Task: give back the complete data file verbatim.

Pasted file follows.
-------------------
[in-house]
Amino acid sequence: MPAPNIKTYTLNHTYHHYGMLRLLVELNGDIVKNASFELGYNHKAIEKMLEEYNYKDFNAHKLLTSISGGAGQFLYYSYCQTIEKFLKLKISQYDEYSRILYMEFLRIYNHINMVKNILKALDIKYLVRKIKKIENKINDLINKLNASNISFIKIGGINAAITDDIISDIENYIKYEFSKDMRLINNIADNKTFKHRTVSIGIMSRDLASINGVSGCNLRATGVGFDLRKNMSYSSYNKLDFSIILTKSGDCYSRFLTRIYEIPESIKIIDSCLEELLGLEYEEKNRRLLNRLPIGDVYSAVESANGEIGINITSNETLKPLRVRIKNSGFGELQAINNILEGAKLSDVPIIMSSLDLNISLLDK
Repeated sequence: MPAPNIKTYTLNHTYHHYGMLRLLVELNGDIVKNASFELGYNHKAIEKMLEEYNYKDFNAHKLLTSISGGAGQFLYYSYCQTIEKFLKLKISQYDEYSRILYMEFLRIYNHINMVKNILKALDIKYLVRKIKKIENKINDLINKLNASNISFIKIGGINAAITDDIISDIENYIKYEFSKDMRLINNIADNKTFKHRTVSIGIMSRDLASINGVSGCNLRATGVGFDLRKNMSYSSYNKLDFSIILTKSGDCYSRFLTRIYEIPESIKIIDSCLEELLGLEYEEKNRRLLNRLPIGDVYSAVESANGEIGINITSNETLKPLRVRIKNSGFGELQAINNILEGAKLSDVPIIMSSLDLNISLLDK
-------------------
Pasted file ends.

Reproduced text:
[in-house]
Amino acid sequence: MPAPNIKTYTLNHTYHHYGMLRLLVELNGDIVKNASFELGYNHKAIEKMLEEYNYKDFNAHKLLTSISGGAGQFLYYSYCQTIEKFLKLKISQYDEYSRILYMEFLRIYNHINMVKNILKALDIKYLVRKIKKIENKINDLINKLNASNISFIKIGGINAAITDDIISDIENYIKYEFSKDMRLINNIADNKTFKHRTVSIGIMSRDLASINGVSGCNLRATGVGFDLRKNMSYSSYNKLDFSIILTKSGDCYSRFLTRIYEIPESIKIIDSCLEELLGLEYEEKNRRLLNRLPIGDVYSAVESANGEIGINITSNETLKPLRVRIKNSGFGELQAINNILEGAKLSDVPIIMSSLDLNISLLDK
Repeated sequence: MPAPNIKTYTLNHTYHHYGMLRLLVELNGDIVKNASFELGYNHKAIEKMLEEYNYKDFNAHKLLTSISGGAGQFLYYSYCQTIEKFLKLKISQYDEYSRILYMEFLRIYNHINMVKNILKALDIKYLVRKIKKIENKINDLINKLNASNISFIKIGGINAAITDDIISDIENYIKYEFSKDMRLINNIADNKTFKHRTVSIGIMSRDLASINGVSGCNLRATGVGFDLRKNMSYSSYNKLDFSIILTKSGDCYSRFLTRIYEIPESIKIIDSCLEELLGLEYEEKNRRLLNRLPIGDVYSAVESANGEIGINITSNETLKPLRVRIKNSGFGELQAINNILEGAKLSDVPIIMSSLDLNISLLDK